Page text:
Saturday, January 24, 2015

Life's Hardest Lessons

Life has a way of grabbing our attention, of turning us around and making us think. We have a way of getting distracted and wandering down paths that lead us nowhere. Then a sobering moment stops us in our tracks.

As an author, I've had the privilege over the years to meet so many others who share my passion for writing. I've come to know (to whatever degree social networking allows us to know) so many talented, generous, creative people. One of those authors was Holly Gilliatt. I never had the chance to meet Holly face to face. I won't claim to have known her as well as some others did. We were fellow authors at Turquoise Morning Press and 'friends' on Facebook.

What I got to know in a very short time was that Holly was a loving wife and mother, had a wicked sense of humor, was a very talented writer, and bore the courage of a thousand women in her battle with pancreatic cancer. When some might have given up, Holly stood up. She didn't sit and wait for death. She forged ahead into life, embracing each and every moment. She continued to follow her passion for writing as well as her passion for life.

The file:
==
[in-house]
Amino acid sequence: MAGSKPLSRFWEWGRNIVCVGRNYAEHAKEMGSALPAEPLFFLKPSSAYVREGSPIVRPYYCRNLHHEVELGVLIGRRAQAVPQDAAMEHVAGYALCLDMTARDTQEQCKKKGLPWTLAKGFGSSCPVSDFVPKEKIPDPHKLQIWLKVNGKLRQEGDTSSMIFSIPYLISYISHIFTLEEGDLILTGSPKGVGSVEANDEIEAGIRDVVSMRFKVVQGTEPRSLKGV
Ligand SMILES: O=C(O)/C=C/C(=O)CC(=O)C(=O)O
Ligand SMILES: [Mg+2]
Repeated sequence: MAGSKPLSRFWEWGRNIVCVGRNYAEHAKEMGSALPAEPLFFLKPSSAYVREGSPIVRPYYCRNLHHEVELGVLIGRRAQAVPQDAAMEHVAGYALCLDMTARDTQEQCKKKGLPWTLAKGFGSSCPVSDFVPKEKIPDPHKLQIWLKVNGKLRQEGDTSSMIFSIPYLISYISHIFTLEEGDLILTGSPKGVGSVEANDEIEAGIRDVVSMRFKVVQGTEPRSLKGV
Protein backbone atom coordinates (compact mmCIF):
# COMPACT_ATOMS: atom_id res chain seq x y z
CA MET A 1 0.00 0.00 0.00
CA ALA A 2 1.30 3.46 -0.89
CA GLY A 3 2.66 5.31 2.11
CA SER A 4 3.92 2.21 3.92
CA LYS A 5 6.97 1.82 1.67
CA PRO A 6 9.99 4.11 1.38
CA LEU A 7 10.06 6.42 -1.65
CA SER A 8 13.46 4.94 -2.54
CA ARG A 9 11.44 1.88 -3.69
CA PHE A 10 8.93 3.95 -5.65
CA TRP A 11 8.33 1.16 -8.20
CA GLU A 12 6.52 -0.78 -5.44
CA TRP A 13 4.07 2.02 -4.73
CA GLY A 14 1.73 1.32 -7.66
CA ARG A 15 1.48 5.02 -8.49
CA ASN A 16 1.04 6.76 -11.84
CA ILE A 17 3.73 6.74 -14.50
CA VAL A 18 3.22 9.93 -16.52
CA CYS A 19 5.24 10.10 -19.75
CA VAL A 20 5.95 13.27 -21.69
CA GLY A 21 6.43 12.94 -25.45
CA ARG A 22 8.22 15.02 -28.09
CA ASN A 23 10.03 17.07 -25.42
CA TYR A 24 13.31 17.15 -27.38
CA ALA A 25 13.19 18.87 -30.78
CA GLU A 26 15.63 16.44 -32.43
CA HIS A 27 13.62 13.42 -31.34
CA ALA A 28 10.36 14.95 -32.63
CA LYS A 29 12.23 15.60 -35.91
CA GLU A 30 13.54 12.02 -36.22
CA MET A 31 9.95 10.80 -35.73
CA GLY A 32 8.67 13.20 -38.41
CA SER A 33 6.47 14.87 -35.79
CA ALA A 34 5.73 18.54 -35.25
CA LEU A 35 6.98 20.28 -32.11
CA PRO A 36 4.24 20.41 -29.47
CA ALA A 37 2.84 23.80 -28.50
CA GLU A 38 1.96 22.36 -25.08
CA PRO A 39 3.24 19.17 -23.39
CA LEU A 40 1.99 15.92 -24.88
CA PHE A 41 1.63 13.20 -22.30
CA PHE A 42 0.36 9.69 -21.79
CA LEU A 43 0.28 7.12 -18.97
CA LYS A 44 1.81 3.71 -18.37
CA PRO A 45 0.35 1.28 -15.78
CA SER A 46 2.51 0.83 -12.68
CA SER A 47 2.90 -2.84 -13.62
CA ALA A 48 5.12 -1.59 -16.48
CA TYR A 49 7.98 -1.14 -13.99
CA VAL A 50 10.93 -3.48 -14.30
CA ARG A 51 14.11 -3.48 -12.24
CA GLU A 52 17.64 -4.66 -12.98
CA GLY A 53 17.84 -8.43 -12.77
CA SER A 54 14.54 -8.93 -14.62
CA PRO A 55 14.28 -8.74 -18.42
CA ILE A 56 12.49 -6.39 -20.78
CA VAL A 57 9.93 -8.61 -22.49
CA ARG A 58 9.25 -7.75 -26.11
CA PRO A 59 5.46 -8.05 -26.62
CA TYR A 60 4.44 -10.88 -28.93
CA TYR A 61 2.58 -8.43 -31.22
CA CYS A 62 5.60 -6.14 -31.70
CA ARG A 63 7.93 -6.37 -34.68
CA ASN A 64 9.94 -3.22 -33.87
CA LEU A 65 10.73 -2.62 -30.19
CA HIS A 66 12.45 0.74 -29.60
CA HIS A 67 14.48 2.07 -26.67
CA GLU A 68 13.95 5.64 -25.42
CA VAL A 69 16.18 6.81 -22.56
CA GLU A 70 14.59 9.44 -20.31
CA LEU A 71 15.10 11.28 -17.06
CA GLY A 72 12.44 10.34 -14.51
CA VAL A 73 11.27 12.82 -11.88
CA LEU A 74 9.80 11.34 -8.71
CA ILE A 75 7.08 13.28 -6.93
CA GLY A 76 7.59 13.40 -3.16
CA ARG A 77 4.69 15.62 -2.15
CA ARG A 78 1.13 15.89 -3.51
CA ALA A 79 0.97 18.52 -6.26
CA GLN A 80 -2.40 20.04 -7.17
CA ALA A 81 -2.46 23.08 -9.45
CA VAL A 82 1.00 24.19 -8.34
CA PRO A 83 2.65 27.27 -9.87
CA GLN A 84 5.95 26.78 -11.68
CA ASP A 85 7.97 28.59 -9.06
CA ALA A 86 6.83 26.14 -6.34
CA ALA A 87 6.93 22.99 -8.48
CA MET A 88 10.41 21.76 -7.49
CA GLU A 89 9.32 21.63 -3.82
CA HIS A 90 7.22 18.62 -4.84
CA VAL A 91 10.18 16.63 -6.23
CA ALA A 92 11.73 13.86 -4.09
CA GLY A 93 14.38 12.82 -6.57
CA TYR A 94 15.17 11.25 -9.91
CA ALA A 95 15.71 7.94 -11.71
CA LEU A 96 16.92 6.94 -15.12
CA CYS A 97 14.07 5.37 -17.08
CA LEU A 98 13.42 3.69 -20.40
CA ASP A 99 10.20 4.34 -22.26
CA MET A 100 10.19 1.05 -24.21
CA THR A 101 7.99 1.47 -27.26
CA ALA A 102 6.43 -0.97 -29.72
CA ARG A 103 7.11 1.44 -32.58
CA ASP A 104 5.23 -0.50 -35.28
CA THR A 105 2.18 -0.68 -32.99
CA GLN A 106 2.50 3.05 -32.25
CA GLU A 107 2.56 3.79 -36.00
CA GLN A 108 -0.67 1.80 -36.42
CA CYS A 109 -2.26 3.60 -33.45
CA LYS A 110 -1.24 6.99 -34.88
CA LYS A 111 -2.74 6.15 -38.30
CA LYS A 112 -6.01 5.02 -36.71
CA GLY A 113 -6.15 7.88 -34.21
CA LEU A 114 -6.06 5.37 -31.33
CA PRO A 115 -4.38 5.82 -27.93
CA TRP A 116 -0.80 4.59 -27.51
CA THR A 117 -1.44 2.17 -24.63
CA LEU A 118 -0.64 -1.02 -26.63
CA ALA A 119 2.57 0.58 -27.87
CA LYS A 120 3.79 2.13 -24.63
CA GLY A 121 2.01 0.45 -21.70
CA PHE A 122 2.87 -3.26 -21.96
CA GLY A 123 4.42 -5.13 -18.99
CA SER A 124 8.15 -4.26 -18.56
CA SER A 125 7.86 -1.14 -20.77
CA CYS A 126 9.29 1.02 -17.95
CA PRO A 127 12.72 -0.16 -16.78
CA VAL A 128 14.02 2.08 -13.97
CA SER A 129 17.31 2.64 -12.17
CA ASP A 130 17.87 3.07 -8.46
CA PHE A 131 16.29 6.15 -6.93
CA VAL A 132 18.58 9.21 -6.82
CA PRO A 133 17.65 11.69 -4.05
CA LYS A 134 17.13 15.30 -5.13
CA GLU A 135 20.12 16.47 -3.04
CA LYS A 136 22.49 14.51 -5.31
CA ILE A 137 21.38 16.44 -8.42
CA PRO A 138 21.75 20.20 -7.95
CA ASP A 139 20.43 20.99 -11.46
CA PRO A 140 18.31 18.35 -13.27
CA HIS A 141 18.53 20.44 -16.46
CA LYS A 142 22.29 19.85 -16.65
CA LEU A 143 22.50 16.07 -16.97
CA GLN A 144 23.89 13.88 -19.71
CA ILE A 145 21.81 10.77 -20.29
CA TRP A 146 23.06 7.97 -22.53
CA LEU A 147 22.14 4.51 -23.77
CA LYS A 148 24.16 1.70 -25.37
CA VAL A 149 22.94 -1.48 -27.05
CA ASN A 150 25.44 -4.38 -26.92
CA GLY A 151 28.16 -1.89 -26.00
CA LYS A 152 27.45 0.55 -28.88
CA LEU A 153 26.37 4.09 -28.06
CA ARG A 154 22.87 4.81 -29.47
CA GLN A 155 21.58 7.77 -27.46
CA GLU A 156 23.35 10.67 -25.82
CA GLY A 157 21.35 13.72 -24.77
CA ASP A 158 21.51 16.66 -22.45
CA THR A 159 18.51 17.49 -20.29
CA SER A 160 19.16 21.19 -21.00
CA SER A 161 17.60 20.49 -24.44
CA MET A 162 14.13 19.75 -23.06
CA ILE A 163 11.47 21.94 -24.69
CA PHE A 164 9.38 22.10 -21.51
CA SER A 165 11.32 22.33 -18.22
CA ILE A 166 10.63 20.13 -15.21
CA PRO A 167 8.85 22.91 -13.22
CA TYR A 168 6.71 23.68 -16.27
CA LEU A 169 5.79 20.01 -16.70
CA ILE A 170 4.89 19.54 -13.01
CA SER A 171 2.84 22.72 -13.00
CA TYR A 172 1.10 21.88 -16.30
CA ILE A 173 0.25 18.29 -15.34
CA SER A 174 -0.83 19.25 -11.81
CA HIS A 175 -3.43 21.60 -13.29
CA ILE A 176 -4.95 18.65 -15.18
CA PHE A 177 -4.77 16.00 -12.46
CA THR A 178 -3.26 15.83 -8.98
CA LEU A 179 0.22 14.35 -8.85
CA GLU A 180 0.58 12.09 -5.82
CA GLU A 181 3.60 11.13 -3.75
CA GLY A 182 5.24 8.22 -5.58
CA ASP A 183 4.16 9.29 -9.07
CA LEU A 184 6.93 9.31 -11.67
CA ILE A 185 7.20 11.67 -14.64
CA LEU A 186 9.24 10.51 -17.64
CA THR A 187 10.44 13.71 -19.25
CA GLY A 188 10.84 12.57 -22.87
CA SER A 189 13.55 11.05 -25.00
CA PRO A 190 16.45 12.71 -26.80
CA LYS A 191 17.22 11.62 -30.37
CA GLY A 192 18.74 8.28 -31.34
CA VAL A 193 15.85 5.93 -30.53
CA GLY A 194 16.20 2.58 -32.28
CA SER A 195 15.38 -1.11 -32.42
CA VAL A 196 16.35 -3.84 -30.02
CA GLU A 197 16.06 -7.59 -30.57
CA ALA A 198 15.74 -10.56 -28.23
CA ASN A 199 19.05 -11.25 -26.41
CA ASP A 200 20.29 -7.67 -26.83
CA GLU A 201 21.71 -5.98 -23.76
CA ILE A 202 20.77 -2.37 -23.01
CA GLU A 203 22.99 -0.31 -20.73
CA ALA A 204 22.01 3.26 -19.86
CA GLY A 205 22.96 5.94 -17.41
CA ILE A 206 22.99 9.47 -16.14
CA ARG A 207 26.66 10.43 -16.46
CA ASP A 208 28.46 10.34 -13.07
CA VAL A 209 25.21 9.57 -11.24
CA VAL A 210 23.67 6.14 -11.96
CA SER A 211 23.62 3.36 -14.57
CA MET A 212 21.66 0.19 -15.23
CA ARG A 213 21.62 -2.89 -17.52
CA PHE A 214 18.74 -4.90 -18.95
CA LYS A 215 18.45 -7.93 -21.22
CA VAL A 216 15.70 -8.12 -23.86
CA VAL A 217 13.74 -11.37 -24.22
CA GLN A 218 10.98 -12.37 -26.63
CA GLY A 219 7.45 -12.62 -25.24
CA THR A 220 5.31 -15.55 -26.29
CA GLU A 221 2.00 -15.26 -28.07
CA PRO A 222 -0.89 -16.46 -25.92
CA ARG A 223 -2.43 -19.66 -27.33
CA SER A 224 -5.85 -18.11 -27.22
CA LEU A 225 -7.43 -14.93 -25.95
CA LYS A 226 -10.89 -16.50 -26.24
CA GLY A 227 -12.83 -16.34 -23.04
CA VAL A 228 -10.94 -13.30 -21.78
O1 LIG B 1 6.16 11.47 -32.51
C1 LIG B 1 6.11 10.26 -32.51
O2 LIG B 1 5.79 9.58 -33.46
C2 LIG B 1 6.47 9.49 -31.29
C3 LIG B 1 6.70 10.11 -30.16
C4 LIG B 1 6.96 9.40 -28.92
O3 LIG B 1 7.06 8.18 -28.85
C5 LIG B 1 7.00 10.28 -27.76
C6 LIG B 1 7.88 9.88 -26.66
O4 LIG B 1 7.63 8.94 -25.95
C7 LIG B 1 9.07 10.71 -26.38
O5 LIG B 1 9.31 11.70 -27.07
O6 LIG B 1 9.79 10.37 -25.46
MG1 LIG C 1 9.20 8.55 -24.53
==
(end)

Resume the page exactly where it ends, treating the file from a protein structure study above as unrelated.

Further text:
Though Holly and I never met or even shared a spoken conversation, it was easy to see all of this in her--through her writing, her sharing on Facebook of her love for her family and friends, and her travels. Holly's courage and strength amazed me and, at times, shamed me. She taught me a few things. Holly taught me that, first of all, we're all terminal. Don't wait. Don't put off the things that are important to you. Don't get distracted and wander aimlessly, but focus and follow your passions, the loves of your life. Don't sit back and let life happen. Take it by the hand and fly with it, rise and fall on the currents of life. Laugh with joy. Love deeply. Hold preciously this gift you've been given.

Holly left us far too soon at the tender age of forty-three. She will live on through her family and friends. She also left the rest of us a legacy in her writing. I think you can measure the depth and openness of a person by the way they are missed by those who never met them, but whose lives were touched by them all the same. This was Holly.

Holly's books are available at
and at

Read more about Holly at author Karen Booth's blog:

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